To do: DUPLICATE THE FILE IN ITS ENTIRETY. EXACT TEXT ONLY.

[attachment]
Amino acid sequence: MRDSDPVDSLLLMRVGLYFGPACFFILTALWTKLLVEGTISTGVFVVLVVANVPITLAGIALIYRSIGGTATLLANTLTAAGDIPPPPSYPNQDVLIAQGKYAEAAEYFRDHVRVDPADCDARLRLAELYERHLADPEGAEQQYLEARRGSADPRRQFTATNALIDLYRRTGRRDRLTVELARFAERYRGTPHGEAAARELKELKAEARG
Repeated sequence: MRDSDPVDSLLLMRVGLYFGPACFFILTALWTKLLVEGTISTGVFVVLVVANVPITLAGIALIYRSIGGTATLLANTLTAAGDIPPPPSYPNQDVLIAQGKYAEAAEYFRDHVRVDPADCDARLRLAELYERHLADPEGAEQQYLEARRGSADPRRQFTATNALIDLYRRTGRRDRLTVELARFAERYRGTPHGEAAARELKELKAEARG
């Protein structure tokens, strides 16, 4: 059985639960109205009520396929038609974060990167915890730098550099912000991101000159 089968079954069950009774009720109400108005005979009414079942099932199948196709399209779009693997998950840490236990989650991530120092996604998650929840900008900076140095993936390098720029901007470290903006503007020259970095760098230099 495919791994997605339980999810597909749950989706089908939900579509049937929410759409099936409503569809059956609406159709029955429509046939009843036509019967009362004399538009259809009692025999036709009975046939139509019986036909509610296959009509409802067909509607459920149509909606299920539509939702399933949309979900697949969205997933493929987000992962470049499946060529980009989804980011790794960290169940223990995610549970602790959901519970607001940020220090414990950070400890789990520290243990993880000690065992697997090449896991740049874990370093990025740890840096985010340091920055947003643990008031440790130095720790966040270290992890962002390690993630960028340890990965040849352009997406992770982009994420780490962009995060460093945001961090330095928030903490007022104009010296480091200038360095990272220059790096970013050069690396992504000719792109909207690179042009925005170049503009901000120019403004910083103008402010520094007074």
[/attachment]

Amino acid sequence: MRDSDPVDSLLLMRVGLYFGPACFFILTALWTKLLVEGTISTGVFVVLVVANVPITLAGIALIYRSIGGTATLLANTLTAAGDIPPPPSYPNQDVLIAQGKYAEAAEYFRDHVRVDPADCDARLRLAELYERHLADPEGAEQQYLEARRGSADPRRQFTATNALIDLYRRTGRRDRLTVELARFAERYRGTPHGEAAARELKELKAEARG
Repeated sequence: MRDSDPVDSLLLMRVGLYFGPACFFILTALWTKLLVEGTISTGVFVVLVVANVPITLAGIALIYRSIGGTATLLANTLTAAGDIPPPPSYPNQDVLIAQGKYAEAAEYFRDHVRVDPADCDARLRLAELYERHLADPEGAEQQYLEARRGSADPRRQFTATNALIDLYRRTGRRDRLTVELARFAERYRGTPHGEAAARELKELKAEARG
């Protein structure tokens, strides 16, 4: 059985639960109205009520396929038609974060990167915890730098550099912000991101000159 089968079954069950009774009720109400108005005979009414079942099932199948196709399209779009693997998950840490236990989650991530120092996604998650929840900008900076140095993936390098720029901007470290903006503007020259970095760098230099 495919791994997605339980999810597909749950989706089908939900579509049937929410759409099936409503569809059956609406159709029955429509046939009843036509019967009362004399538009259809009692025999036709009975046939139509019986036909509610296959009509409802067909509607459920149509909606299920539509939702399933949309979900697949969205997933493929987000992962470049499946060529980009989804980011790794960290169940223990995610549970602790959901519970607001940020220090414990950070400890789990520290243990993880000690065992697997090449896991740049874990370093990025740890840096985010340091920055947003643990008031440790130095720790966040270290992890962002390690993630960028340890990965040849352009997406992770982009994420780490962009995060460093945001961090330095928030903490007022104009010296480091200038360095990272220059790096970013050069690396992504000719792109909207690179042009925005170049503009901000120019403004910083103008402010520094007074």